Saturday, October 22, 2011

Rereading and Reviewing The Read-Aloud Handbook - Chapter 4: The Dos and Don'ts of Read-Aloud

I do so love a good bullet-pointed list, and this chapter of Jim Trelease's The Read-Aloud Handbook is bullets as far as the eye can see. Whee! Here are some of my favorite read-aloud "do" guidelines from Trelease, along with my helpful commentary.

With infants and toddlers, it is critically important to include in your readings those books that include repetitions; as they mature, add predictable and rhyming books.

My husband thinks repetitive and predictable books are dullsville, but Jackson loves them, of course. There was a period when we were plodding around a variety of literary barnyards for weeks and weeks and weeks, just because the animals said their noises on each page in a predictable and repetitious way, every single time. (The Animals of Farmer Jones and The Very Busy Spider, I'm looking at you.) I've also found that the littles like books that make their parents sing. Sometimes these books are simply illustrated versions of actual songs, like Old MacDonald Had a Farm (we enjoyed this oversize edition from Child's Play), other times they might be something like a particularly sing-songy Sandra Boynton (e.g., Snuggle Puppy), but especially since I'm not much a natural performer, "singing" books are great. P.S. A fellow mom referred me to an audiobook version of Just So Stories by Rudyard Kipling, read by Carl Reiner, and even though it's theoretically for much older children, I seems ideal for toddlers because of the constant mellifluous repetition. Last but not least, I love these little finger-puppet books. They make the kids spaz out, and again, they're a great crutch for moms like me who aren't natural performers.

Read as often as you and the child (or students) have time for) and Set aside at least one traditional time a day for a story.

We're good at reading all day long, but I must admit that a traditional bedtime story sometimes gets away from us because I just want to get the dang kid in bed! We read most often at mealtimes (especially lunch), second-most at potty-time, and third-most often at bedtime, thanks in part to the bookcase being right next to the dining table and the four small book baskets in Jackson's room. The book baskets generally contain favorite board books, while the bookcases have most of our larger storybooks and a funkier variety of board books. I've heard tell moms who do bathtime reading, but I've just never figured out what to read in there that would be more fun than "Splashing! Splashing!"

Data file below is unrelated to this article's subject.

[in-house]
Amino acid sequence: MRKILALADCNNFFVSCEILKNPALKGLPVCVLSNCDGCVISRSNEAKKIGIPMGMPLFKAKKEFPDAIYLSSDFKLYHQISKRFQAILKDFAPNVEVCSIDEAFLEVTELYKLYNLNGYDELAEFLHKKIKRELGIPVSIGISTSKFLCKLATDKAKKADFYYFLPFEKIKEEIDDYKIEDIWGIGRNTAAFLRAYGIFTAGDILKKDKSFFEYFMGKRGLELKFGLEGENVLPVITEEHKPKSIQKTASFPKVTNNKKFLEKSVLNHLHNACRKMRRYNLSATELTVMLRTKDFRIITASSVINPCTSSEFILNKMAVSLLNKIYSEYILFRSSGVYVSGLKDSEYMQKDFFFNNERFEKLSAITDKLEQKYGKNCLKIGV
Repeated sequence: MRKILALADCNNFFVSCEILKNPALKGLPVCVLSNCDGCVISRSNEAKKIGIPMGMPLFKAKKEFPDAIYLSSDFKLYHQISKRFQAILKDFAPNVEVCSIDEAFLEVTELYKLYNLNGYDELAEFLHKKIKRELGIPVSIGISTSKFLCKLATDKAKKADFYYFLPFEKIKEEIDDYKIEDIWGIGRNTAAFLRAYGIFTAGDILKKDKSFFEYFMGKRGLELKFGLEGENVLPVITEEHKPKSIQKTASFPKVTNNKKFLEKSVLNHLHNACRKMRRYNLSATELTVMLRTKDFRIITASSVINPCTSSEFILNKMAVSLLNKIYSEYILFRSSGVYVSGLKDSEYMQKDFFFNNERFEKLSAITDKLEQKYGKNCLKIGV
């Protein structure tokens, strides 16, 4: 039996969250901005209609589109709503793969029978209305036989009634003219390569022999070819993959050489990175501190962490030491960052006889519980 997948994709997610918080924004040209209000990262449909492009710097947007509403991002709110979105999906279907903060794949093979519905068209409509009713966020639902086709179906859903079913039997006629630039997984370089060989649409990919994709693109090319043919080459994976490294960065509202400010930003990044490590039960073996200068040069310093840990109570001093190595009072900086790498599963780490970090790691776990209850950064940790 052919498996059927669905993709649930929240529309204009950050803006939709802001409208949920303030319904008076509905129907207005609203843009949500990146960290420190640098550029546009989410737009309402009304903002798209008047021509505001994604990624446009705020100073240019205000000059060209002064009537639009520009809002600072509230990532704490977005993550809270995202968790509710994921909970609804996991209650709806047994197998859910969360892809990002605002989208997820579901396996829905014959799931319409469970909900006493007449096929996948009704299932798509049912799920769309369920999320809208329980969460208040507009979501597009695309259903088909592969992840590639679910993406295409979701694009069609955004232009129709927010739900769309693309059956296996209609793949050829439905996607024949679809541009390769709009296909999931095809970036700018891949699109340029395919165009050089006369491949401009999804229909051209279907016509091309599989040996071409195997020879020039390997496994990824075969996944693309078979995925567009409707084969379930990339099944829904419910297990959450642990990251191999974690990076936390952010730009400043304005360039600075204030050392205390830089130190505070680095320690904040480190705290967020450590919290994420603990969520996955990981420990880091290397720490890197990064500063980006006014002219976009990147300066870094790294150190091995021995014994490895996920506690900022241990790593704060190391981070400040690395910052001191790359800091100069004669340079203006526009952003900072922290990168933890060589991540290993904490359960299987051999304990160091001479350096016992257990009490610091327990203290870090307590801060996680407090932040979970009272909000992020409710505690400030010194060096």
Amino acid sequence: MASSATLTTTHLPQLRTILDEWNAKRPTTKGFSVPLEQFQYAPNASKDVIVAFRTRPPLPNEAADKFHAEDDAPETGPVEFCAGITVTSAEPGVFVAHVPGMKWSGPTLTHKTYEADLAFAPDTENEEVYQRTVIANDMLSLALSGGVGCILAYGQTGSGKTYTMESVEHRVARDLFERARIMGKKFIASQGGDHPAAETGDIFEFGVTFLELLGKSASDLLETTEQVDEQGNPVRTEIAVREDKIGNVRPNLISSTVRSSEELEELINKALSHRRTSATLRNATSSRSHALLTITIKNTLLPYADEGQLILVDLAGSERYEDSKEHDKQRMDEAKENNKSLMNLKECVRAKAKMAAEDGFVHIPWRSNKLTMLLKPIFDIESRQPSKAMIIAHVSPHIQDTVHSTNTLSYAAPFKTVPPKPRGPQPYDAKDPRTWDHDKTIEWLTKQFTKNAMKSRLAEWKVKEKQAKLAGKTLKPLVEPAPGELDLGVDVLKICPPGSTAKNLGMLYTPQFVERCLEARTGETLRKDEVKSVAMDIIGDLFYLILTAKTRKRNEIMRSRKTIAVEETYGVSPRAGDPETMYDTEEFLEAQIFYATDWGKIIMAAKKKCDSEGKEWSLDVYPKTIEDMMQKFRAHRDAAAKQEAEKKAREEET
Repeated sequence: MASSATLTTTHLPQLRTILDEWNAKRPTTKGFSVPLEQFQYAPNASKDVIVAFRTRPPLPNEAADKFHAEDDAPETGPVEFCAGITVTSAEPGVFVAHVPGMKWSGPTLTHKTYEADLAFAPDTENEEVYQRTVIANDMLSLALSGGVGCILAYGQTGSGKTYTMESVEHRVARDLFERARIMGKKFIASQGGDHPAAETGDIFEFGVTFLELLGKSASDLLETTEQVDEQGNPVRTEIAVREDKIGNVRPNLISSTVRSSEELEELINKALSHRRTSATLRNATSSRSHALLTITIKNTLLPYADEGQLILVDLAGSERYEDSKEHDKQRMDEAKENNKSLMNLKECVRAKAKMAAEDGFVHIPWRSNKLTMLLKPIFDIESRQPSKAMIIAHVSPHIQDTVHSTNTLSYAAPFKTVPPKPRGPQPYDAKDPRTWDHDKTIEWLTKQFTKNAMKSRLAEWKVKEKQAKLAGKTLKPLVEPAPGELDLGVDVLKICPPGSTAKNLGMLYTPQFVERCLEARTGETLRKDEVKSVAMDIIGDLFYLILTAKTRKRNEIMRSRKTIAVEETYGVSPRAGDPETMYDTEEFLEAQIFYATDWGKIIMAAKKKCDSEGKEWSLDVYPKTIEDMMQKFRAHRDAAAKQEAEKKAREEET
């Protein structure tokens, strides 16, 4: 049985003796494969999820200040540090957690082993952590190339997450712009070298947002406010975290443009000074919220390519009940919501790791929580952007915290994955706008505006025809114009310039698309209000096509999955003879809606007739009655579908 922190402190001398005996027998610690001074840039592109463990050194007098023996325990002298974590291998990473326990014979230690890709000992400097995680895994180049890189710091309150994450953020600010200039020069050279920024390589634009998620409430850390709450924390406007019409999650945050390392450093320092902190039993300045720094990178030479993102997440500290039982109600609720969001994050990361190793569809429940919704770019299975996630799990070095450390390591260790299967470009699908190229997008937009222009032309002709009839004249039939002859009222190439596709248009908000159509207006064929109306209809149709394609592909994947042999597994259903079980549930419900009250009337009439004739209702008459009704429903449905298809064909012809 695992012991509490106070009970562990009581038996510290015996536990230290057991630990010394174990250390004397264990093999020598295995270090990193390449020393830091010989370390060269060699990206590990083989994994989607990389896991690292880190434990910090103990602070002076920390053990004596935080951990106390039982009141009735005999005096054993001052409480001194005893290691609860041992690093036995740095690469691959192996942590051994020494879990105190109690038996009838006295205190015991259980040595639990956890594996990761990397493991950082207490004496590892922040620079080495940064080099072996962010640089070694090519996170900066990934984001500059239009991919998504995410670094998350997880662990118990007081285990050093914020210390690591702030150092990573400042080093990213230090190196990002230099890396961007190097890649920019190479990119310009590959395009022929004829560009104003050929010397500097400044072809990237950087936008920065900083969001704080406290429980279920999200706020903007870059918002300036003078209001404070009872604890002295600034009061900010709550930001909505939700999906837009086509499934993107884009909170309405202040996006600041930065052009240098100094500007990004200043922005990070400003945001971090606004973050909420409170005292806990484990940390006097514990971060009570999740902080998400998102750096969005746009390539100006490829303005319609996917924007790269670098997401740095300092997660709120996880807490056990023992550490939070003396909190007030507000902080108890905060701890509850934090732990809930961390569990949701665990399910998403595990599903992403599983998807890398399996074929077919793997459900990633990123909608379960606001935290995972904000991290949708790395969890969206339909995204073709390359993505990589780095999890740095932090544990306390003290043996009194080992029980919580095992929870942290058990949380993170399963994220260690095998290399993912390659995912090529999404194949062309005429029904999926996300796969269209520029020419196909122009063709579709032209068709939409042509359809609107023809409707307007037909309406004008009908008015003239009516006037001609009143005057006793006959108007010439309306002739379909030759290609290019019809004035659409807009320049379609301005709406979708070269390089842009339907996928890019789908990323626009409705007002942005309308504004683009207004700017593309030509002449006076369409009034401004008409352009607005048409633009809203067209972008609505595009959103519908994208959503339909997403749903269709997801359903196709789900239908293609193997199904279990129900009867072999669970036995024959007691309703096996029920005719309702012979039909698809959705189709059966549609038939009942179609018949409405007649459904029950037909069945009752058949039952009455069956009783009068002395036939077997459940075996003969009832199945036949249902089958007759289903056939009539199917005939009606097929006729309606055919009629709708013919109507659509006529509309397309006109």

Encourage relatives living far away to record stories on audio cassettes that can be mailed to the child.

Awww, audio cassettes. Isn't he precious? Hee. My in-laws have a weekly Skype call with Jackson's cousin, and grandma L. almost always reads a picture book aloud to cousin K. The practice is, by all accounts, a big hit.

Follow the suggestion of Dr. Caroline Bauer and post a reminder sign by your door: "Don't forget your flood book." Analogous to emergency rations in case of natural disasters, these books should be taken along in the car or even stored like spares in the trunk. A few chapters from "flood" books can be squeezed into traffic jams on the way to the beach or long waits at the doctor's office.

You know who always had a flood book? Rory Gilmore. A quick Google reveals this YouTube compilation that explains it all perfectly. (Hermoine Granger and Lisa Simpson would also be able to demonstrate this for you if you asked.)

As for myself, I've really be meaning to put together a "car library," but I like having all the current favorites in the house! I'm thinking maybe some kind of 500-page anthology would do the trick, but we'll see.

But wait there's more! Come back soon for the rest of the interesting "dos" in this chapter, along with some notable don'ts. To be continued...

What are your favorite read-aloud tips, tricks and "rules"? 

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